Eye movements alter visual perceptions in a number of ways. During smooth-pursuit eye movements, previous studies reported decreased detection threshold for colored stimuli and for high-spatial-frequency luminance stimuli, suggesting a boost in the parvocellular system. The present study investigated the underlying neural mechanism using EEG in human participants. Participants followed a moving target with smooth-pursuit eye movements while steady-state visually evoked potentials (SSVEPs) were elicited by equiluminant red-green flickering gratings in the background. SSVEP responses to colored gratings were 18.9% higher during smooth pursuit than during fixation. There was no enhancement of SSVEPs by smooth pursuit when the flickering grating was defined by luminance instead of color. This result provides physiological evidence that the chromatic response in the visual system is boosted by the execution of smooth-pursuit eye movements in humans. Because the response improvement is thought to be the result of an improved response in the parvocellular system, SSVEPs to equiluminant stimuli could provide a direct test of parvocellular signaling, especially in populations where collecting an explicit behavioral response from the participant is not feasible. NEW & NOTEWORTHY We constantly move our eyes when we explore the world. Eye movements alter visual perception in various ways. The smooth-pursuit eye movements have been shown to boost color sensitivity. We recorded steady-state visually evoked potentials to equiluminant chromatic flickering stimuli and observed increased steady-state visually evoked potentials when participants smoothly pursued a moving target compared with when they maintained fixation. This work provides direct neurophysiological evidence for the parvocellular boost by smooth-pursuit eye movements in humans.

Enhanced brain responses to color during smooth-pursuit eye movements

Valsecchi M.;
2017

Abstract

Eye movements alter visual perceptions in a number of ways. During smooth-pursuit eye movements, previous studies reported decreased detection threshold for colored stimuli and for high-spatial-frequency luminance stimuli, suggesting a boost in the parvocellular system. The present study investigated the underlying neural mechanism using EEG in human participants. Participants followed a moving target with smooth-pursuit eye movements while steady-state visually evoked potentials (SSVEPs) were elicited by equiluminant red-green flickering gratings in the background. SSVEP responses to colored gratings were 18.9% higher during smooth pursuit than during fixation. There was no enhancement of SSVEPs by smooth pursuit when the flickering grating was defined by luminance instead of color. This result provides physiological evidence that the chromatic response in the visual system is boosted by the execution of smooth-pursuit eye movements in humans. Because the response improvement is thought to be the result of an improved response in the parvocellular system, SSVEPs to equiluminant stimuli could provide a direct test of parvocellular signaling, especially in populations where collecting an explicit behavioral response from the participant is not feasible. NEW & NOTEWORTHY We constantly move our eyes when we explore the world. Eye movements alter visual perception in various ways. The smooth-pursuit eye movements have been shown to boost color sensitivity. We recorded steady-state visually evoked potentials to equiluminant chromatic flickering stimuli and observed increased steady-state visually evoked potentials when participants smoothly pursued a moving target compared with when they maintained fixation. This work provides direct neurophysiological evidence for the parvocellular boost by smooth-pursuit eye movements in humans.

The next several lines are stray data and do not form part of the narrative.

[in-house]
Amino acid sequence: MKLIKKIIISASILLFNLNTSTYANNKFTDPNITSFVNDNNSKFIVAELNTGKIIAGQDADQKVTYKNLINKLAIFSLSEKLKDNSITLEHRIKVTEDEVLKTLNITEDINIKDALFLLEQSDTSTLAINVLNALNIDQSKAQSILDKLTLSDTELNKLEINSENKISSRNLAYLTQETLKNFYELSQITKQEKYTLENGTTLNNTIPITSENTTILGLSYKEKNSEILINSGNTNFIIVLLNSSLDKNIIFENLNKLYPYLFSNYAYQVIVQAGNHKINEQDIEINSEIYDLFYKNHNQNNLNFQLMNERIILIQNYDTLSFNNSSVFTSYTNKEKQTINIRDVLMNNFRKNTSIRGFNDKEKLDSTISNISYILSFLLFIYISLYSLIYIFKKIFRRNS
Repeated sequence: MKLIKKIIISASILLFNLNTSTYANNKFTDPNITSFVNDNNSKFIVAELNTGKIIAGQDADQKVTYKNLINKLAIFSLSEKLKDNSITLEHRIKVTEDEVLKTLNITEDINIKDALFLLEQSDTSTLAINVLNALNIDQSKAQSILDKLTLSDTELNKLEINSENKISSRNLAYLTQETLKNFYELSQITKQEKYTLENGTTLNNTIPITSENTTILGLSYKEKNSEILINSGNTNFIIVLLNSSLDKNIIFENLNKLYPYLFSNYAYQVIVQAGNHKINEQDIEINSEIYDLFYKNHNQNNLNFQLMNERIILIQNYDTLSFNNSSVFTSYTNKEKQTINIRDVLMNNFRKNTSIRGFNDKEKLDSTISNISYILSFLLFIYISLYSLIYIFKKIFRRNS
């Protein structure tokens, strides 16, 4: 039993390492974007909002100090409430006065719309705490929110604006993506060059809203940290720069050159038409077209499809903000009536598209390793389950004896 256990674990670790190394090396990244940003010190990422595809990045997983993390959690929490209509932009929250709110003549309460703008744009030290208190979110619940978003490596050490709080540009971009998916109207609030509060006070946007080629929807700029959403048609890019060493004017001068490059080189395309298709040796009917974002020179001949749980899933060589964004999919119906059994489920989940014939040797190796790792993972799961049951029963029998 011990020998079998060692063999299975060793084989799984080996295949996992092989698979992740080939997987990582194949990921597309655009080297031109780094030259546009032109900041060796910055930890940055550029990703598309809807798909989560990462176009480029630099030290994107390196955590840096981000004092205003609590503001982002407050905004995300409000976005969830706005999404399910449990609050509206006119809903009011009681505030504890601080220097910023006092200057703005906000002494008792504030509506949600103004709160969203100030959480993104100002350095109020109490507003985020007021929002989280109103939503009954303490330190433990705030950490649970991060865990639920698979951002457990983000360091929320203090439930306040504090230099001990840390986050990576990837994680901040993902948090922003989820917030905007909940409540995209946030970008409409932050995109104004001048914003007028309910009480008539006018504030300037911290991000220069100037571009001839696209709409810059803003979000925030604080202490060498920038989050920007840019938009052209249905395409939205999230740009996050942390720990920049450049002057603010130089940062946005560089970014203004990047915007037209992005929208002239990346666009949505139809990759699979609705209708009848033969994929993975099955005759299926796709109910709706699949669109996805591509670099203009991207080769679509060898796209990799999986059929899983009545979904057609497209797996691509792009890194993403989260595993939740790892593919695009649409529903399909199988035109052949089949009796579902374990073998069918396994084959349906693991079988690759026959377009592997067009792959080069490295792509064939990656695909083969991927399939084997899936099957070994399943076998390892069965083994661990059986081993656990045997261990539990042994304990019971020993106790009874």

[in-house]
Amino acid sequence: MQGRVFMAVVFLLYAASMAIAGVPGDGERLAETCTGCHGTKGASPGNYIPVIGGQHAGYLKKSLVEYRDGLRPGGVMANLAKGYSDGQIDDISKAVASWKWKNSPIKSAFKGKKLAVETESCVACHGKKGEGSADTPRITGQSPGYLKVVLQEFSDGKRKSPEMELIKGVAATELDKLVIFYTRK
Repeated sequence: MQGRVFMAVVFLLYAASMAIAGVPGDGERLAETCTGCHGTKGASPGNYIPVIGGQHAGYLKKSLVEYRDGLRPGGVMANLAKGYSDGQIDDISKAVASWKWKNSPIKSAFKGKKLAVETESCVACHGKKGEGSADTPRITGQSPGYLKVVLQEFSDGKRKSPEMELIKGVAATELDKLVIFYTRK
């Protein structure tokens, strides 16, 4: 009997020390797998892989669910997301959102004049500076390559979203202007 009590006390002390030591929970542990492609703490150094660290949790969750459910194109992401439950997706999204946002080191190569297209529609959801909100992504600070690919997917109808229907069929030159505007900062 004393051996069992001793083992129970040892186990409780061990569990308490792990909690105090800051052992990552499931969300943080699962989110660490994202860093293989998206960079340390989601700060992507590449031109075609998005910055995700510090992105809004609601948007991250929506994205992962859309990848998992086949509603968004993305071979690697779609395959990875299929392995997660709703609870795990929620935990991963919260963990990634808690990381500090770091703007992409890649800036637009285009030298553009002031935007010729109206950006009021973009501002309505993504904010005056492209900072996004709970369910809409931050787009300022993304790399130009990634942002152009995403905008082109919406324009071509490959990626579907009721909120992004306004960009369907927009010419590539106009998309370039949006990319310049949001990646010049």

Chen J.; Valsecchi M.; Gegenfurtner K.R.
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Utilizza questo identificativo per citare o creare un link a questo documento: http://hdl.handle.net/11585/713109
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